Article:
Then at the federal level, Reps. Dina Titus (D-Las Vegas), Susie Lee (D-Las Vegas), and Steven Horsford (D-North Las Vegas) all cosponsored and voted for HR 8 to expand background checks on gun sales nationwide, then voted for HR 1112 to tighten the federal background check process (as in, “close the Charleston Loophole”). Though Senate Republican leaders have thus far refused to allow votes on either bill in their chamber, a bipartisan backed federal “red flag” bill will be heard in the U.S. Senate Judiciary Committee tomorrow.
Once upon a time, a critical mass of Democratic politicians tended to avoid matters of “gun control” and attempt to maintain good relationships with the NRA and the gun lobby. The 2012 Aurora (Colorado) and Newtown Shootings began to change this calculus, and the subsequent mass shooting attacks, including our own 1 October Las Vegas Strip Shooting, led to growing frustration over the status quo. That frustration led to a renewed gun violence prevention movement, and that movement coalesced in the March for Our Lives that was clearly visible to Congress and the White House.
Speaking of the White House, we now have multiple Democrats openly running on platforms that include stronger gun violence prevention legislation. At Pour Coffeehouse near Henderson yesterday, former Rep. Beto O’Rourke (D-Texas) invoked last May’s Santa Fe School Shooting outside Houston as he declared, “If we’re willing to have the courage of our convictions, we must make sure these weapons [of war] are no longer sold in our communities, and no longer seen at our churches and schools and throughout our lives.” And during their respective visits here, U.S. Senators Kirsten Gillibrand (D-New York) and Elizabeth Warren (D-Massachusetts) both commended Moms Demand Action volunteers for their work while also vowing to go further in banning military-grade assault weapons and accessories designed to boost guns’ firepower.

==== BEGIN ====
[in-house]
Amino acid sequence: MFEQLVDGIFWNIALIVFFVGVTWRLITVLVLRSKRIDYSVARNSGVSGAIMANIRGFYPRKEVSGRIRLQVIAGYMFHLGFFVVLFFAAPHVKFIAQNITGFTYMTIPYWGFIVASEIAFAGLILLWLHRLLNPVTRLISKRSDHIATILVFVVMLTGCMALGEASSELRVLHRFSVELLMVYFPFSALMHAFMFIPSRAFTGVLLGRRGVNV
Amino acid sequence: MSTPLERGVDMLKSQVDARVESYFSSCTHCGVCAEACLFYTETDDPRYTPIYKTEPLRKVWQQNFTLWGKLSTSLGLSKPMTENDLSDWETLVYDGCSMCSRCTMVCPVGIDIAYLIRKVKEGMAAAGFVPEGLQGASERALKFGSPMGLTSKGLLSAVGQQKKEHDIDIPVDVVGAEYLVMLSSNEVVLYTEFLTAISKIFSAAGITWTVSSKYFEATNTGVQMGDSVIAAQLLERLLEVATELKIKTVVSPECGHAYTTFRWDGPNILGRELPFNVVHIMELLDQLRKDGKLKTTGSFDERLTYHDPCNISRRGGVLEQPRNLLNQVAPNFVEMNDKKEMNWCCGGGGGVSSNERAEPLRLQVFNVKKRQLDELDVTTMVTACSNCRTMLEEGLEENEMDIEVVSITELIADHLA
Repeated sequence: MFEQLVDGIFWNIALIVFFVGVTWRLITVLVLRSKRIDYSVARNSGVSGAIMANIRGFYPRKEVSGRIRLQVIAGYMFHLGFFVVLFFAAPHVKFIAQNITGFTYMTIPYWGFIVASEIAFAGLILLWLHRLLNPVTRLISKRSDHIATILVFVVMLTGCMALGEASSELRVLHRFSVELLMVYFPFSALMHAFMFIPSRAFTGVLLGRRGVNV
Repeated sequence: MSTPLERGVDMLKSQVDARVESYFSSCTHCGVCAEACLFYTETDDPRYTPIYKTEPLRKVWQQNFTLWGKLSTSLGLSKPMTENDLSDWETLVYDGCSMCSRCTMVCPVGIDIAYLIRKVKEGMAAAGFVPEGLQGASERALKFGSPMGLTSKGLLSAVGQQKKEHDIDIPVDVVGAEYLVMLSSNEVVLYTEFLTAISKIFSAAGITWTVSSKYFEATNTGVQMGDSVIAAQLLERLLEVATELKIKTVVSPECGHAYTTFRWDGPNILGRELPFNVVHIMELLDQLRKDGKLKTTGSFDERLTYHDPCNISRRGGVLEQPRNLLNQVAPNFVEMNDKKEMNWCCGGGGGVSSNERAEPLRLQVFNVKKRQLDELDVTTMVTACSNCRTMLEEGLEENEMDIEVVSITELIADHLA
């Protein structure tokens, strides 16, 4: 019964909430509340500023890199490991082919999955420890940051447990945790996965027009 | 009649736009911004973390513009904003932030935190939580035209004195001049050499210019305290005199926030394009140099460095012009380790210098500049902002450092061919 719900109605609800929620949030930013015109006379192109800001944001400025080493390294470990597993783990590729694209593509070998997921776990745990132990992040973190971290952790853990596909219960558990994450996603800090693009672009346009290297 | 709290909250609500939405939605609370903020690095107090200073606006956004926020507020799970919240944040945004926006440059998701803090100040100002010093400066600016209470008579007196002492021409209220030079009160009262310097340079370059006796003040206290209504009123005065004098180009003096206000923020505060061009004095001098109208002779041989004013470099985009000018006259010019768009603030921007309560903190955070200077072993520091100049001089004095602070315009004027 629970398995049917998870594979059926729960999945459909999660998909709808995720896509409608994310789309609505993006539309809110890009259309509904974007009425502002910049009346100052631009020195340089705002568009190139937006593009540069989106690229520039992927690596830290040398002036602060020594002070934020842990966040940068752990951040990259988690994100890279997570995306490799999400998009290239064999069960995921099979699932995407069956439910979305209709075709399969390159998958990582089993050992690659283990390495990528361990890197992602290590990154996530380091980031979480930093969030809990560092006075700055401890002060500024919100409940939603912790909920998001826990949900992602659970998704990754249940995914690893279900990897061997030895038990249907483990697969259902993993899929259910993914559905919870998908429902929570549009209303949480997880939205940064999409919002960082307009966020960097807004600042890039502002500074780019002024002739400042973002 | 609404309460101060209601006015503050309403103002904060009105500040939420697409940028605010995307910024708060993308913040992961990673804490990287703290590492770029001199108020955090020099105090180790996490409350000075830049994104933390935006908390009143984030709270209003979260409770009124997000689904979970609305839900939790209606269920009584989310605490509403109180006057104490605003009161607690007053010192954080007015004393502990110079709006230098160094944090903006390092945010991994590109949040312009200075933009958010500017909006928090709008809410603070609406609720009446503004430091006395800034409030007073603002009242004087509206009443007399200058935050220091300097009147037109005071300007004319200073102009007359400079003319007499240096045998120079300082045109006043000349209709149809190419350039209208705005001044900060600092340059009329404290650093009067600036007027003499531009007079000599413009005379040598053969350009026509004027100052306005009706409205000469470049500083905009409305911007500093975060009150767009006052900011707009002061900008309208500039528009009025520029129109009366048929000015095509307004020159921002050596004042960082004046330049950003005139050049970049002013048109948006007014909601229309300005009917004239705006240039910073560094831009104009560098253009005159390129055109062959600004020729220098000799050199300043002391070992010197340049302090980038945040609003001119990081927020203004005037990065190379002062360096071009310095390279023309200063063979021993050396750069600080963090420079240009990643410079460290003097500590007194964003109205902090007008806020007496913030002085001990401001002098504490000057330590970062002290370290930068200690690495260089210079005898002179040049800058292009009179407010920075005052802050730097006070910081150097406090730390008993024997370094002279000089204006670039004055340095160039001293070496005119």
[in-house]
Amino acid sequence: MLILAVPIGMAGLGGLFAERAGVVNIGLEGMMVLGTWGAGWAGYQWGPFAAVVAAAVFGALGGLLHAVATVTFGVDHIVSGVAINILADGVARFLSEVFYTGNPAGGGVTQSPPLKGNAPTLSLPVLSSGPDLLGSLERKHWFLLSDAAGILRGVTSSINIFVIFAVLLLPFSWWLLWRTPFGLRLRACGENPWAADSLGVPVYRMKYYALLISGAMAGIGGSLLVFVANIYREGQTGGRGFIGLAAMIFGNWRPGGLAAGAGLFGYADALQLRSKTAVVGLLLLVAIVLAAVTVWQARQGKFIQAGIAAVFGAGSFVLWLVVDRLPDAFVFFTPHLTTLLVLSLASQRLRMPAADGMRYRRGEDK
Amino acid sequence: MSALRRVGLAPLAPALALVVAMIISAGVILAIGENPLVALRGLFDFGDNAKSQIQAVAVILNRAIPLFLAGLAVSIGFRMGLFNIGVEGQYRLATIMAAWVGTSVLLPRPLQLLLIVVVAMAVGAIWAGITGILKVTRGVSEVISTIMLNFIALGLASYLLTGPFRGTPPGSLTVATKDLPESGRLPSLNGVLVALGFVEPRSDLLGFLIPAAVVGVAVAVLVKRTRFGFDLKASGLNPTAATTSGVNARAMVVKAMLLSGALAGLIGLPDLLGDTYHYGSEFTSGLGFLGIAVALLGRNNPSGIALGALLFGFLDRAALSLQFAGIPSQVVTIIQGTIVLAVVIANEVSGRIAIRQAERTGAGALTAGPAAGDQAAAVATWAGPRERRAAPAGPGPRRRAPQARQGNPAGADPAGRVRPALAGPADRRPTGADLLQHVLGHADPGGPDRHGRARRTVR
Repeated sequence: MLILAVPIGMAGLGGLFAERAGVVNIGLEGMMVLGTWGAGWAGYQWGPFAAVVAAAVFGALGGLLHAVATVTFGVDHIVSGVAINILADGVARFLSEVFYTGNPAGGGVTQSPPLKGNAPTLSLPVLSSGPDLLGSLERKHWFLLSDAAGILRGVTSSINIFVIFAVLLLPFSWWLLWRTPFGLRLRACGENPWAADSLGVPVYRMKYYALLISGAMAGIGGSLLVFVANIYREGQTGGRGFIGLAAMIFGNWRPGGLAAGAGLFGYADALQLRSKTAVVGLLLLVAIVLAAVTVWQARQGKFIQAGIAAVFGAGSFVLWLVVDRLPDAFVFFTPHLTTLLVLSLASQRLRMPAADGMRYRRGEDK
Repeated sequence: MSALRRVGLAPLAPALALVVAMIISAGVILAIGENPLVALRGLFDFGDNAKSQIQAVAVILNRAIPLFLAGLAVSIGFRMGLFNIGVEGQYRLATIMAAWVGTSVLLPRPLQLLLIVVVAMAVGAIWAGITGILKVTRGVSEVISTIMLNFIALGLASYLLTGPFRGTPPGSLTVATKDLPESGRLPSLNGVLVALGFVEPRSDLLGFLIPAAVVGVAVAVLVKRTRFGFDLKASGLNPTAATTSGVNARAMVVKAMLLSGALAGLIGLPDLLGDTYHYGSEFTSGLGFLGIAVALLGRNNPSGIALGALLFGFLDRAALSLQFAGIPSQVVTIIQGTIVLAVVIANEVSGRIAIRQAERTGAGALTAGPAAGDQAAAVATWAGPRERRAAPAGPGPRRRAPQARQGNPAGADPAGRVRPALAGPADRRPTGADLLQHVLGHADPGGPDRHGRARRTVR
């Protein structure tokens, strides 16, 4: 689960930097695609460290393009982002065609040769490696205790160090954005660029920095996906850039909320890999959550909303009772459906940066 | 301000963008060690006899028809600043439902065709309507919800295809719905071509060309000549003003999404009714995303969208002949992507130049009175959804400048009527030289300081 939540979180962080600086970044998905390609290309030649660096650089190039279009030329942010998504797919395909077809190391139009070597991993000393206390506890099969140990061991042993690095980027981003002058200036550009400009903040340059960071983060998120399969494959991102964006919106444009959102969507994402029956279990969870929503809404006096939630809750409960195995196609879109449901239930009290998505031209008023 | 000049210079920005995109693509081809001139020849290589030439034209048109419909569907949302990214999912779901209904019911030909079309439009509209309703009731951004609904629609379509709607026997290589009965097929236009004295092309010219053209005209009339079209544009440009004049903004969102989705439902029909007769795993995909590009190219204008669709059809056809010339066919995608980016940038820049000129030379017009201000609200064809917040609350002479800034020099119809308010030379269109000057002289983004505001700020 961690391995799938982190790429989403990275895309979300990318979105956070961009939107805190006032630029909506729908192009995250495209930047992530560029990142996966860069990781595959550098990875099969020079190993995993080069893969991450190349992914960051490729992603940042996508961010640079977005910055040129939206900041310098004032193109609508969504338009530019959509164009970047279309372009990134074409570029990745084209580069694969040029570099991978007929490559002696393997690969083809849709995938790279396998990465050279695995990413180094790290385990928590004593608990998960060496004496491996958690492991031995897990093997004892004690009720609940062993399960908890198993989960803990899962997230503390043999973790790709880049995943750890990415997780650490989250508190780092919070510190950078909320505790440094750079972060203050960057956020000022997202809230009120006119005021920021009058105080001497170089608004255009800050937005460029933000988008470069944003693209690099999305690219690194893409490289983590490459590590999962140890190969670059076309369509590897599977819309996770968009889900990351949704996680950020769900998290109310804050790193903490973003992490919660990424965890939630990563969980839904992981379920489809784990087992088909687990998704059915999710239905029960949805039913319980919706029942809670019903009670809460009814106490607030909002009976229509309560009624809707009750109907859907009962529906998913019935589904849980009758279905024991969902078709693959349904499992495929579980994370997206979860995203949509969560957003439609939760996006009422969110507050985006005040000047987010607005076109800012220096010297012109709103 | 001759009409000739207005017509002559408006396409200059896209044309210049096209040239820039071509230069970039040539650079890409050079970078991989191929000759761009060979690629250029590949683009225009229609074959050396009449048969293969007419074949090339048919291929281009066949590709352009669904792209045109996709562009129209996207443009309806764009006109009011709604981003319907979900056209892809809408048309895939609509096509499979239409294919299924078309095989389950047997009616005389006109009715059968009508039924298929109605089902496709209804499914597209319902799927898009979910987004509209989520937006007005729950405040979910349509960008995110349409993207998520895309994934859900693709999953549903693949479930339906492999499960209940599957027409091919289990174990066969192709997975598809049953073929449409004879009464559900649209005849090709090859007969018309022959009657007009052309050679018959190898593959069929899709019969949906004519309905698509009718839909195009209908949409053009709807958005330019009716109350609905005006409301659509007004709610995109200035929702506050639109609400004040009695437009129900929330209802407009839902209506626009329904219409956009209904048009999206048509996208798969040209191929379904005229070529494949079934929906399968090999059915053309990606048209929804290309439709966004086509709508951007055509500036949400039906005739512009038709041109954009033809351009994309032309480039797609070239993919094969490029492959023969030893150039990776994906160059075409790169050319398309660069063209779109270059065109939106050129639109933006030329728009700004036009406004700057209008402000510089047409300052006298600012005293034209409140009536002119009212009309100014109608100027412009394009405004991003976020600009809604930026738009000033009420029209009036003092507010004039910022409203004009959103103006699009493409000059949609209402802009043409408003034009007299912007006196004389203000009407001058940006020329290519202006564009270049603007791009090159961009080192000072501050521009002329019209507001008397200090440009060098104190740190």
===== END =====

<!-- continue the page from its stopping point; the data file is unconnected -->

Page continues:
So one year later, we can see how the initial March for Our Lives has already resulted in change in terms of election results and new legislation advancing. Out of the painful tragedy of the Parkland Shooting, the gun violence prevention movement has emerged stronger than ever. These students took to the streets to demand change, and in the days ahead these students may yet deliver more changes that result in saving more lives in the years to come.
Postscript: In the past 72 hours, news has broken of the father of a slain Newtown victim and two Parkland survivors dying from apparent suicides. If you or someone you know is in need, organizations like the National Suicide Prevention Lifeline, Suicide Awareness Voices of Education (SAVE), and the Trevor Project are here to help. If you need immediate aid, call the Lifeline at 1-800-273-8255 or message them here.